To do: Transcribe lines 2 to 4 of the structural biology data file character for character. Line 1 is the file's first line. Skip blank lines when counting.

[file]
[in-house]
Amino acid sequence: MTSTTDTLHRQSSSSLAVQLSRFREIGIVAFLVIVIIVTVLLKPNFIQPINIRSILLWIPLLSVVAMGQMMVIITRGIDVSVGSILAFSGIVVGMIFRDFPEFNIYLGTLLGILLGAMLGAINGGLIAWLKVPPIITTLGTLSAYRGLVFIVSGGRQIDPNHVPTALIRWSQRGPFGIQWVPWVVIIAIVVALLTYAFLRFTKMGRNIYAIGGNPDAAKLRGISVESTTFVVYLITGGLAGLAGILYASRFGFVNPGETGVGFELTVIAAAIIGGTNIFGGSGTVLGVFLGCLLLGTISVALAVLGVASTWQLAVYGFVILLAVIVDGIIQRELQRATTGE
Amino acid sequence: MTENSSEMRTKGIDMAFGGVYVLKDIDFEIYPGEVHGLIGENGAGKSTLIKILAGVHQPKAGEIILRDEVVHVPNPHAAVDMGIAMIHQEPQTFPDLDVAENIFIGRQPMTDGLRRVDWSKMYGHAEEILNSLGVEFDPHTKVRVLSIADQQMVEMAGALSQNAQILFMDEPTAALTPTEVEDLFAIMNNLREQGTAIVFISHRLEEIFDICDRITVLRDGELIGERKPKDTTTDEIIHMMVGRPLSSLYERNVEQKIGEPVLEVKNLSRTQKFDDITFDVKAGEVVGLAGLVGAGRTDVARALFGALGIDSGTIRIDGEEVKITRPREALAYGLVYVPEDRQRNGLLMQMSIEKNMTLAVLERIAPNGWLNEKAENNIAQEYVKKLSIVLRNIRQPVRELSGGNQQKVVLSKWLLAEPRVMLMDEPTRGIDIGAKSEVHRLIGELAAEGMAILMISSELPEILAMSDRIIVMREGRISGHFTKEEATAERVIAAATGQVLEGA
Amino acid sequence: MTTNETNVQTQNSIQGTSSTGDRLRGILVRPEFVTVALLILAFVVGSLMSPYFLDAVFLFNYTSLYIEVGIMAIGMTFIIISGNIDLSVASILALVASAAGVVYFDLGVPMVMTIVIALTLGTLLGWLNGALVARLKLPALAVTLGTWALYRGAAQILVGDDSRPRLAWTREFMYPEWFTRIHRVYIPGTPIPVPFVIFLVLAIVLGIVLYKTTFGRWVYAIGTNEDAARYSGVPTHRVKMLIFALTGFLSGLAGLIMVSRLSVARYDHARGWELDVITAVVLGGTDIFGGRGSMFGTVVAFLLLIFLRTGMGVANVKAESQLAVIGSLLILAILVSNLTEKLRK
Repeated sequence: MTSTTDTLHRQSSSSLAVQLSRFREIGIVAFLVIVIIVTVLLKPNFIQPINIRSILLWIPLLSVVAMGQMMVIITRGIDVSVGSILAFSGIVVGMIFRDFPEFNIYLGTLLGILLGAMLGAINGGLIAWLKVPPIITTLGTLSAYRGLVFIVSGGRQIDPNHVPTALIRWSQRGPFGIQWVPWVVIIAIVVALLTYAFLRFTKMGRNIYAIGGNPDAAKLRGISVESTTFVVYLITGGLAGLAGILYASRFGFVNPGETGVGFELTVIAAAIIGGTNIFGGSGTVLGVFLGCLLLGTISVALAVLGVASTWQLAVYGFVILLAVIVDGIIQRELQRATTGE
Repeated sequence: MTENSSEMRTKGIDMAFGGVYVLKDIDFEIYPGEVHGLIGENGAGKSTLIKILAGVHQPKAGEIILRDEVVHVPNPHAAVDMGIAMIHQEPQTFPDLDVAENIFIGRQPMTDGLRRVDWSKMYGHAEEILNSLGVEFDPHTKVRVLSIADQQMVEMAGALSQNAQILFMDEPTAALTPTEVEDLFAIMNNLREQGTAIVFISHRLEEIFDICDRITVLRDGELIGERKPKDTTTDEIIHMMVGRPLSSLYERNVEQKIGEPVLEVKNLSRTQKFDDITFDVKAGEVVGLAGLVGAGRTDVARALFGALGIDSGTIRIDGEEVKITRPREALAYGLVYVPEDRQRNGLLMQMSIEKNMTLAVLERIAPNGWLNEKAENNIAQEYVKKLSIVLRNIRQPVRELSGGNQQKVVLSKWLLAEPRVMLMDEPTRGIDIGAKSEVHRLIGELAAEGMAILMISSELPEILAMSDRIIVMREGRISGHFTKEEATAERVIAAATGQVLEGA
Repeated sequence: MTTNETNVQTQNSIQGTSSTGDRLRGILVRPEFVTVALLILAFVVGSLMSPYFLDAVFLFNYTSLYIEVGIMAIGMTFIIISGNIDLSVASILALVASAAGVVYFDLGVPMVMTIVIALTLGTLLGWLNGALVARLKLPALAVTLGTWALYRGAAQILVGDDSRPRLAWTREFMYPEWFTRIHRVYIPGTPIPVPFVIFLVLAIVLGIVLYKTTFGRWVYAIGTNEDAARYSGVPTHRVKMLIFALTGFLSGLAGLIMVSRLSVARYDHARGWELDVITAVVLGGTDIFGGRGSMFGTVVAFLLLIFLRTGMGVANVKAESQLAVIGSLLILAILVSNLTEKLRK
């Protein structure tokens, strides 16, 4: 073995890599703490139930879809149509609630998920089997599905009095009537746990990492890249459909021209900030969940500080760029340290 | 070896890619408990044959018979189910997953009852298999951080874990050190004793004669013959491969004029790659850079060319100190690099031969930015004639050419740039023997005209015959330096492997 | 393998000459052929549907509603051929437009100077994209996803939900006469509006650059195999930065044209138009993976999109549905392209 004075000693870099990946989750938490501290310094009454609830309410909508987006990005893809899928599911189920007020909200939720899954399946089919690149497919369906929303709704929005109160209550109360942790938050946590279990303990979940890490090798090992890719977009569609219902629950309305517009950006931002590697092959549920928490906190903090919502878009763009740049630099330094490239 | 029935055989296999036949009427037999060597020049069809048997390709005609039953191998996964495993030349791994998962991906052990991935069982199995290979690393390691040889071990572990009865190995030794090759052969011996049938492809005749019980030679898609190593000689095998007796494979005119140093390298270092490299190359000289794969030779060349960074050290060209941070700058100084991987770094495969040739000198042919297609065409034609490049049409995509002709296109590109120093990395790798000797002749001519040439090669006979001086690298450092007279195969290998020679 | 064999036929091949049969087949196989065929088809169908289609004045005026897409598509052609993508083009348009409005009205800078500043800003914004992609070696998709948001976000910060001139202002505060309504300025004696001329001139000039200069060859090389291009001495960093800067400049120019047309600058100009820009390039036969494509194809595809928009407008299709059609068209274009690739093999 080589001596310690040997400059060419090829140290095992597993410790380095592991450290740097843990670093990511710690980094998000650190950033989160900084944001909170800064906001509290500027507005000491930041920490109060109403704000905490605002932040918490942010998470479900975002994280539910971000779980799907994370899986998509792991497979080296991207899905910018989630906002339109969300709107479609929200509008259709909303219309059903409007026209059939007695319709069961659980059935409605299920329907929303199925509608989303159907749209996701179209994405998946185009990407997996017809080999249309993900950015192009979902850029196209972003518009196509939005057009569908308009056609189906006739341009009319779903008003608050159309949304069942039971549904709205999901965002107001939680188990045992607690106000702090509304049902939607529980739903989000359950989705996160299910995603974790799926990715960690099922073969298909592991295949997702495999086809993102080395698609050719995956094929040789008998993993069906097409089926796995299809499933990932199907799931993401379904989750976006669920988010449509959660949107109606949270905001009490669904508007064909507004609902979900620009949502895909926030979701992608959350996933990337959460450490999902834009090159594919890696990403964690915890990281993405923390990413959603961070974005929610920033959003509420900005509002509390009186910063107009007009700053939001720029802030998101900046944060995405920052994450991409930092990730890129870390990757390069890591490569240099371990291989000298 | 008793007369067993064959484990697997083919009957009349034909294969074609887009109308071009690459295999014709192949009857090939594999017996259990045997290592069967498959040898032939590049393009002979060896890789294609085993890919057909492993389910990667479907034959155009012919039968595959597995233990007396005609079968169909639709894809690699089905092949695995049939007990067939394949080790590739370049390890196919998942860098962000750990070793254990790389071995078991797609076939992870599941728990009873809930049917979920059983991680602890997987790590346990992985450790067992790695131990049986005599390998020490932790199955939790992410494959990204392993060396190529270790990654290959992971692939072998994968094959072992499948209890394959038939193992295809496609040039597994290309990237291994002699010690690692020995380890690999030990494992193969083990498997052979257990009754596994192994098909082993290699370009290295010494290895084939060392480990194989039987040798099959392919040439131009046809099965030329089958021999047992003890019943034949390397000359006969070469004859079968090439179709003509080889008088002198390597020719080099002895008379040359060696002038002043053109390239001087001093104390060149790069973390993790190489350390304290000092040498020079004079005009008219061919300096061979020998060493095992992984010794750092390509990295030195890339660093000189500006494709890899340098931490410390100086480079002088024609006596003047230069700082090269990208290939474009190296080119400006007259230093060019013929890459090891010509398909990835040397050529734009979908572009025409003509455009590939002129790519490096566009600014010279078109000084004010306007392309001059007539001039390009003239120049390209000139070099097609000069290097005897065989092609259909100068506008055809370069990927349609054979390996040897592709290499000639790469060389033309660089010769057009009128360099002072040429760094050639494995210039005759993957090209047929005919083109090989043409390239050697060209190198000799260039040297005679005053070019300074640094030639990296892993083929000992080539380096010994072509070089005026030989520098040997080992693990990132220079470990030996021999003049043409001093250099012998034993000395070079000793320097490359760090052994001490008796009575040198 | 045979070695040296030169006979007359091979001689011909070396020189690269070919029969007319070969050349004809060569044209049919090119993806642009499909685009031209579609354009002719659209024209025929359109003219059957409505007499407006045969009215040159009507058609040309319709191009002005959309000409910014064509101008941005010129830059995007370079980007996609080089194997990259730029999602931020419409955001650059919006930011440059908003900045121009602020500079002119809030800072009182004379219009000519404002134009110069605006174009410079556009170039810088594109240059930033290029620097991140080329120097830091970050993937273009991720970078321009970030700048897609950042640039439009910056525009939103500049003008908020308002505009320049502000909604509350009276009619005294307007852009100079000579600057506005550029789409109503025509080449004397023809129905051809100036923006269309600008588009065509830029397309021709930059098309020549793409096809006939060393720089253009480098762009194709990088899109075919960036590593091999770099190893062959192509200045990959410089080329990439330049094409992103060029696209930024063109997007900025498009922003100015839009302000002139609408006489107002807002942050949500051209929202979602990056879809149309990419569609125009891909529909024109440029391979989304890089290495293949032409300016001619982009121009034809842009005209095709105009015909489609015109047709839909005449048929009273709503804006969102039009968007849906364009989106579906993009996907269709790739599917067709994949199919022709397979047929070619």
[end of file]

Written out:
Amino acid sequence: MTSTTDTLHRQSSSSLAVQLSRFREIGIVAFLVIVIIVTVLLKPNFIQPINIRSILLWIPLLSVVAMGQMMVIITRGIDVSVGSILAFSGIVVGMIFRDFPEFNIYLGTLLGILLGAMLGAINGGLIAWLKVPPIITTLGTLSAYRGLVFIVSGGRQIDPNHVPTALIRWSQRGPFGIQWVPWVVIIAIVVALLTYAFLRFTKMGRNIYAIGGNPDAAKLRGISVESTTFVVYLITGGLAGLAGILYASRFGFVNPGETGVGFELTVIAAAIIGGTNIFGGSGTVLGVFLGCLLLGTISVALAVLGVASTWQLAVYGFVILLAVIVDGIIQRELQRATTGE
Amino acid sequence: MTENSSEMRTKGIDMAFGGVYVLKDIDFEIYPGEVHGLIGENGAGKSTLIKILAGVHQPKAGEIILRDEVVHVPNPHAAVDMGIAMIHQEPQTFPDLDVAENIFIGRQPMTDGLRRVDWSKMYGHAEEILNSLGVEFDPHTKVRVLSIADQQMVEMAGALSQNAQILFMDEPTAALTPTEVEDLFAIMNNLREQGTAIVFISHRLEEIFDICDRITVLRDGELIGERKPKDTTTDEIIHMMVGRPLSSLYERNVEQKIGEPVLEVKNLSRTQKFDDITFDVKAGEVVGLAGLVGAGRTDVARALFGALGIDSGTIRIDGEEVKITRPREALAYGLVYVPEDRQRNGLLMQMSIEKNMTLAVLERIAPNGWLNEKAENNIAQEYVKKLSIVLRNIRQPVRELSGGNQQKVVLSKWLLAEPRVMLMDEPTRGIDIGAKSEVHRLIGELAAEGMAILMISSELPEILAMSDRIIVMREGRISGHFTKEEATAERVIAAATGQVLEGA
Amino acid sequence: MTTNETNVQTQNSIQGTSSTGDRLRGILVRPEFVTVALLILAFVVGSLMSPYFLDAVFLFNYTSLYIEVGIMAIGMTFIIISGNIDLSVASILALVASAAGVVYFDLGVPMVMTIVIALTLGTLLGWLNGALVARLKLPALAVTLGTWALYRGAAQILVGDDSRPRLAWTREFMYPEWFTRIHRVYIPGTPIPVPFVIFLVLAIVLGIVLYKTTFGRWVYAIGTNEDAARYSGVPTHRVKMLIFALTGFLSGLAGLIMVSRLSVARYDHARGWELDVITAVVLGGTDIFGGRGSMFGTVVAFLLLIFLRTGMGVANVKAESQLAVIGSLLILAILVSNLTEKLRK